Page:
For the Celtics, the key to stopping Kobe lies not in actually stopping Kobe, as the Celtics do not possess a one-on-one defender of sufficient calibre to sufficiently slow Kobe in single-coverage - Ray Allen is a decent defender, nothing more; Pierce is good but defending Kobe will render him exhausted on offense; and Tony Allen is good but an offensive nonfactor - and none of them are truly great defenders, either) - but in stopping his teammates. If the Celtics shut down Kobe's supporting cast, particularly Pau Gasol (and the other big men), it allows them more flexibility with their defensive scheme.
If Pau, Andrew Bynum and Lamar Odom are out of rhythm, out of position and nervous, this allows the Celtics' bigs more freedom to help on Kobe's drives without having to worry about recovering with as much intensity. Conventional wisdom and history would suggest the best way to take the Lakers' frontline out of the game would be to hit them and keep on hitting them until they give up, but it remains to be seen how the Lakers will respond to this treatment, two years down the line.
If the Lakers' bigs can actually hold on to the ball and create offense, that allows Kobe to play off-ball, especially on the weakside. When playing from such a position, if he catches the ball on a swing or a skip pass, he has the opportunity to take a shot or make his move before the defense can collapse in on him. A perfect example of this was the third quarter of Game Four of the WCFs, where Kobe played on the weakside wing whilst the offense was run through the strong-side post, before the ball was kicked out to the strong-side wing and then swung to Kobe, who either rose up for a three with plenty of space, or faked and drove on a scrambling defense. If the Los Angeles bigs are holding their own, this also obviously allows the Celtics' bigs less freedom to help and double.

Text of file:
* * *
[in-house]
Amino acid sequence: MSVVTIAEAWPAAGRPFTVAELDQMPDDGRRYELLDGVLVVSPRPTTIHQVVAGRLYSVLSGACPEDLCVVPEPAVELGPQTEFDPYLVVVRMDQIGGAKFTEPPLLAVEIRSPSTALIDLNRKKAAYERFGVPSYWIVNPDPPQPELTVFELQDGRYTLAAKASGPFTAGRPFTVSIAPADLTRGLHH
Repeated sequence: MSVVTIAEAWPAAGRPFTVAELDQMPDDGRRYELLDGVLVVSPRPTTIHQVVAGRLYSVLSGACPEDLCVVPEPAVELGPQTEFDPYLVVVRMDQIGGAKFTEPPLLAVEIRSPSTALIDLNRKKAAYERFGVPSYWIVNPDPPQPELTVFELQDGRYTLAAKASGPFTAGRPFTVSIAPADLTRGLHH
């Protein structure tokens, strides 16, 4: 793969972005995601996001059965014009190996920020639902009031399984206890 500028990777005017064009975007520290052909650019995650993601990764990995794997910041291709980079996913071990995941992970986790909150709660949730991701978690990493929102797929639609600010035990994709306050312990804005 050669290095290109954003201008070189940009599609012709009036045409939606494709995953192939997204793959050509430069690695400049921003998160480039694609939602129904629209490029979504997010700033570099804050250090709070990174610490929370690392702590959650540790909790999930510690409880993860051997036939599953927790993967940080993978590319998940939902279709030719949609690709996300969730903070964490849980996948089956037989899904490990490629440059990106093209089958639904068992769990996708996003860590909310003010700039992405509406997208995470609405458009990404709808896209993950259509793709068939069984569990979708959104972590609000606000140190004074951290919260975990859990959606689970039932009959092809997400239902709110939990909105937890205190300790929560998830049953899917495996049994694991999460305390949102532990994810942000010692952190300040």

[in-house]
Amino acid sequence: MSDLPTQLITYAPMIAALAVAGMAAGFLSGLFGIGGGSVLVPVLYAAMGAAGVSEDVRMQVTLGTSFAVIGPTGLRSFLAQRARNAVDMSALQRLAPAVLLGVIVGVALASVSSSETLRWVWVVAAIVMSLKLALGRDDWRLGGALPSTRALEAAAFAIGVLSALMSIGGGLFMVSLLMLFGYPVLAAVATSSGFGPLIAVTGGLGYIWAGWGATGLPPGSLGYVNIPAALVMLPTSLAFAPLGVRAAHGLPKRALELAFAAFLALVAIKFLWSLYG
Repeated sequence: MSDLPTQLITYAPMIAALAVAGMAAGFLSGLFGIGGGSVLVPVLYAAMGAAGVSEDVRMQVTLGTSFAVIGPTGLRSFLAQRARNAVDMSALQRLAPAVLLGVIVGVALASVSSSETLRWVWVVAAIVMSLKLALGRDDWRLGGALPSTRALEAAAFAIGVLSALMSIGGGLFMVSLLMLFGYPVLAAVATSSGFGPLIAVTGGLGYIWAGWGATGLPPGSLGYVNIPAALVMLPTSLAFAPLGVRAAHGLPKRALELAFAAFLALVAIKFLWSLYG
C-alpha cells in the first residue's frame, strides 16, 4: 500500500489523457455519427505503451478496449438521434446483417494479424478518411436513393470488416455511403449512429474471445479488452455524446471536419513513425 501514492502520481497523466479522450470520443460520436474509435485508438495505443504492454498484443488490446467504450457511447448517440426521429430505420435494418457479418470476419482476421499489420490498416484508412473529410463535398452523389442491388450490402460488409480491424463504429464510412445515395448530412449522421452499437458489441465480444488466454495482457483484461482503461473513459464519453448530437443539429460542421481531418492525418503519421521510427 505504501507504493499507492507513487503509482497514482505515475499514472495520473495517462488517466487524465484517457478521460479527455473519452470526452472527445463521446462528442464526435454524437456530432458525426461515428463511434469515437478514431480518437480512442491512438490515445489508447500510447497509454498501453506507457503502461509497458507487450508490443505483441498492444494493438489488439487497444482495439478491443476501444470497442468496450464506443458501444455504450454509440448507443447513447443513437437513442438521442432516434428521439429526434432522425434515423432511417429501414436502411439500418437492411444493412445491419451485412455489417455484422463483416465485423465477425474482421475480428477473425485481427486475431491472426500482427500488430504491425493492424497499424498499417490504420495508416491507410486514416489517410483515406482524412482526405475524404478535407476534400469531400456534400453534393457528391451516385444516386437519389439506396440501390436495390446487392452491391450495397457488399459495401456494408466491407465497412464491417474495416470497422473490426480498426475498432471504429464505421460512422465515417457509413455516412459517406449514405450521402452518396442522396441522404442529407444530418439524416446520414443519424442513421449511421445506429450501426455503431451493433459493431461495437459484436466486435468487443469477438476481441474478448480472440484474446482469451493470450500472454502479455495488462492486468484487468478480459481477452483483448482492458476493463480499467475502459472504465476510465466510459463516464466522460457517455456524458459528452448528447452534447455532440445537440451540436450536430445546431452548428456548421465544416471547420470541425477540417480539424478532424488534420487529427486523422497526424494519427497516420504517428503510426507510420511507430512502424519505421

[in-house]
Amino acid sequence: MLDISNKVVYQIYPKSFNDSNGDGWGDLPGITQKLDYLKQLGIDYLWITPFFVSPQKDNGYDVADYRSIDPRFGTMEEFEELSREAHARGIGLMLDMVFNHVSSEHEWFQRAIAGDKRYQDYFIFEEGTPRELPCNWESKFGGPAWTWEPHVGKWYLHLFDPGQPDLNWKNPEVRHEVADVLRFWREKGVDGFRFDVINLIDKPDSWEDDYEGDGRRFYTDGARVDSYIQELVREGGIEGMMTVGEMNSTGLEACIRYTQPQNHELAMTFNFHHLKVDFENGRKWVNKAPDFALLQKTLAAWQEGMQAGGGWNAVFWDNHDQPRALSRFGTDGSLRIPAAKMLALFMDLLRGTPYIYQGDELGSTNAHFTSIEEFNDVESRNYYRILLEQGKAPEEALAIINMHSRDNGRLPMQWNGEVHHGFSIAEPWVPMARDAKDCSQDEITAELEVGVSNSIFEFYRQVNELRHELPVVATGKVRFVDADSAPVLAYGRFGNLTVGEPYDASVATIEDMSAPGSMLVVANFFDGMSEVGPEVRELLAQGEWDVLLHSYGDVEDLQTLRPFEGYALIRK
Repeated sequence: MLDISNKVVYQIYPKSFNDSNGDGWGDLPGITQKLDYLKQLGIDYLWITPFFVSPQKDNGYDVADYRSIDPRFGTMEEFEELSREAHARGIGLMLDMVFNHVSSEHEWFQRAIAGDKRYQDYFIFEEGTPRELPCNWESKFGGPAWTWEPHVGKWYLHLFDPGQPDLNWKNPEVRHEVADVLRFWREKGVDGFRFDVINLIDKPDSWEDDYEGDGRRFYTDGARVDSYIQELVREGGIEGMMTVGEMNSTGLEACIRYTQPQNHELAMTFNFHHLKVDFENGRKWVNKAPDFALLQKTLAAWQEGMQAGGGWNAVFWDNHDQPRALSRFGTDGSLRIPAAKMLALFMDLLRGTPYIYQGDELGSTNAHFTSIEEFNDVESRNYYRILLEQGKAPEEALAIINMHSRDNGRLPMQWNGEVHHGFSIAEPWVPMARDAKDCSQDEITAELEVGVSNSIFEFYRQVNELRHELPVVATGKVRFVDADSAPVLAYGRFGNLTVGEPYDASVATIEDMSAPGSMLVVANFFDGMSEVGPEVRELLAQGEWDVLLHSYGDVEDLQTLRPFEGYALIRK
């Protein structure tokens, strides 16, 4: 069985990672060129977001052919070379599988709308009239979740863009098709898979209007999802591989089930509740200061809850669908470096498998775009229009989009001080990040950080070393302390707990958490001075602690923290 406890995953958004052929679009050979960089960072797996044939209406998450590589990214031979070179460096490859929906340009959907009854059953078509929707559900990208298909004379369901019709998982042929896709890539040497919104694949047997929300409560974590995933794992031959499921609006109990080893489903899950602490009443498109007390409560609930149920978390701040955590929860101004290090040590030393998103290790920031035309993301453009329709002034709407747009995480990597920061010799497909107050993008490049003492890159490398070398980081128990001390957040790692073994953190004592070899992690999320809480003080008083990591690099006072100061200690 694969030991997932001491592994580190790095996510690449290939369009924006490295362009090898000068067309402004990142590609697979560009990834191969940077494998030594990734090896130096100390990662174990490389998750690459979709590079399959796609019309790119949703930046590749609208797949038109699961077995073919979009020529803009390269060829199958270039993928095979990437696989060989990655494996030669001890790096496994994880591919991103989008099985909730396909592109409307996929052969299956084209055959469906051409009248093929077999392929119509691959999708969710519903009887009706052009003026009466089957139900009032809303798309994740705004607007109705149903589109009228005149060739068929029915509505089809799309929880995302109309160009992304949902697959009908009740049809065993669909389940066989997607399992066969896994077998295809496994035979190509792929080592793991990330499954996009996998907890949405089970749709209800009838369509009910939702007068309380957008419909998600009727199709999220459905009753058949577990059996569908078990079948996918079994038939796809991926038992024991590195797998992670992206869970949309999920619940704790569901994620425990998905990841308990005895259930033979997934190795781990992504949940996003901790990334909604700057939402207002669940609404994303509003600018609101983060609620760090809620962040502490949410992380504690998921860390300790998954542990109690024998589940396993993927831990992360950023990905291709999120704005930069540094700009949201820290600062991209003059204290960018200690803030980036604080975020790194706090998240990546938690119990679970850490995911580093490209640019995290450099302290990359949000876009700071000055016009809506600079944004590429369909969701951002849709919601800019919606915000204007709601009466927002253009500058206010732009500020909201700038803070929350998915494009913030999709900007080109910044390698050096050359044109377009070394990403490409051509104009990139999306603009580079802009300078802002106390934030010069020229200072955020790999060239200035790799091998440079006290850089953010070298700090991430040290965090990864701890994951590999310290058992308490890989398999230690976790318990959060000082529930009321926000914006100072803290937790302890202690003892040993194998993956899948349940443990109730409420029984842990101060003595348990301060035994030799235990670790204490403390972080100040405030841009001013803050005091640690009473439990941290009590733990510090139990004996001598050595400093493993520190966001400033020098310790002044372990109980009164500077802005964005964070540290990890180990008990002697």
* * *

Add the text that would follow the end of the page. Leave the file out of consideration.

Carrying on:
With this, the onus is particularly on Pau. More than Lamar or Drew, Pau is the one known for shrinking under physicality. Pau is also perhaps the best pivot in NBA history to play in the Triangle offense. His combination of shooting stroke, ability to put the ball on the floor, IQ, court vision, bevy of low-post moves and passing ability make him the perfect big man to run the Triangle. As such, if he plays well and does not feel intimidated by the Celtics frontline, the Lakers can run their offense properly. Otherwise, the Lakers will likely need to modify their offense to a less efficient version.
If the bigs hold their own, help defenders cannot come at Kobe from the paint. Therefore, the Celtics need to double and trap Kobe by helping off of the likes of Derek Fisher, Ron Artest, Jordan Farmar and Sasha Vujacic. All of these players have shown an ability to hit the longball at a highly efficient rate at some point in this season, let alone their careers. However, asides from Fisher, they are all streaky and inconsistent. Expecting them all to be able to heat up simultaneously or within the space of one game is unreasonable, but if two out the the trio of Sasha, Jordan and Ron are hitting threes efficiently, the Lakers' ability to put points on the board is likely secure.
Defensively, the Lakers simply need to play hard man-to-man. Let Artest earn his paycheck on Pierce. Help primarily off of Perkins in the paint, and off of non-shooters on the perimeter (Tony Allen, primarily, Rajon Rondo to a lesser extent - also Glen Davis if he's out beyond 15 feet). Basic defensive principles apply. Move laterally, hands straight up when contesting, box out and secure the rebound before you consider the defensive possession over. Cut off Rondo's passing angles and force him to be a scorer, preferably from 12 feet and out. Considering Garnett's shooting slump, it might make sense to give him the jumpshot at 20 feet or beyond, in favour of keeping the LA bigs in favourable position to help.